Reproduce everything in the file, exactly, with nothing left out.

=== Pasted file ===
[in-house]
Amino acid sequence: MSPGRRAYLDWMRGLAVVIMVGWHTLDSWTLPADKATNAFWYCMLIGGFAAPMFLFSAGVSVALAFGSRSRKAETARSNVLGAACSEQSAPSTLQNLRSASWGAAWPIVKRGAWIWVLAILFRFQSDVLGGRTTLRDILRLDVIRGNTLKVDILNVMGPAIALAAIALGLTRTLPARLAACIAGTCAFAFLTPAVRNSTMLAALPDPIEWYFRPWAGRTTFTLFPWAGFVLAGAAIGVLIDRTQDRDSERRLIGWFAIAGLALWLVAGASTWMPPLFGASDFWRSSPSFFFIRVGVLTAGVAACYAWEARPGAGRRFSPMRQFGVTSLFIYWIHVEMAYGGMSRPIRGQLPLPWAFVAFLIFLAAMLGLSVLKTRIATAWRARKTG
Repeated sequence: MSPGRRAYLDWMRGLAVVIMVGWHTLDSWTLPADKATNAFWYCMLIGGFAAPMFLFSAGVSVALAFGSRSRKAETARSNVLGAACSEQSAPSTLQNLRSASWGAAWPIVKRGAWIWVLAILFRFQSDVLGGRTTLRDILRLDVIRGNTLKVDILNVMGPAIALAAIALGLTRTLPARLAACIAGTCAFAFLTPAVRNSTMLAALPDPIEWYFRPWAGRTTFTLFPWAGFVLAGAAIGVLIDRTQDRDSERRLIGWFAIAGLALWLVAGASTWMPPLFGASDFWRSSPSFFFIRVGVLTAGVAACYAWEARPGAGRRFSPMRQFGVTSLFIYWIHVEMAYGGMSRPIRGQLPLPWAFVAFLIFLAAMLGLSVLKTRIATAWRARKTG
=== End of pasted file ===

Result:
[in-house]
Amino acid sequence: MSPGRRAYLDWMRGLAVVIMVGWHTLDSWTLPADKATNAFWYCMLIGGFAAPMFLFSAGVSVALAFGSRSRKAETARSNVLGAACSEQSAPSTLQNLRSASWGAAWPIVKRGAWIWVLAILFRFQSDVLGGRTTLRDILRLDVIRGNTLKVDILNVMGPAIALAAIALGLTRTLPARLAACIAGTCAFAFLTPAVRNSTMLAALPDPIEWYFRPWAGRTTFTLFPWAGFVLAGAAIGVLIDRTQDRDSERRLIGWFAIAGLALWLVAGASTWMPPLFGASDFWRSSPSFFFIRVGVLTAGVAACYAWEARPGAGRRFSPMRQFGVTSLFIYWIHVEMAYGGMSRPIRGQLPLPWAFVAFLIFLAAMLGLSVLKTRIATAWRARKTG
Repeated sequence: MSPGRRAYLDWMRGLAVVIMVGWHTLDSWTLPADKATNAFWYCMLIGGFAAPMFLFSAGVSVALAFGSRSRKAETARSNVLGAACSEQSAPSTLQNLRSASWGAAWPIVKRGAWIWVLAILFRFQSDVLGGRTTLRDILRLDVIRGNTLKVDILNVMGPAIALAAIALGLTRTLPARLAACIAGTCAFAFLTPAVRNSTMLAALPDPIEWYFRPWAGRTTFTLFPWAGFVLAGAAIGVLIDRTQDRDSERRLIGWFAIAGLALWLVAGASTWMPPLFGASDFWRSSPSFFFIRVGVLTAGVAACYAWEARPGAGRRFSPMRQFGVTSLFIYWIHVEMAYGGMSRPIRGQLPLPWAFVAFLIFLAAMLGLSVLKTRIATAWRARKTG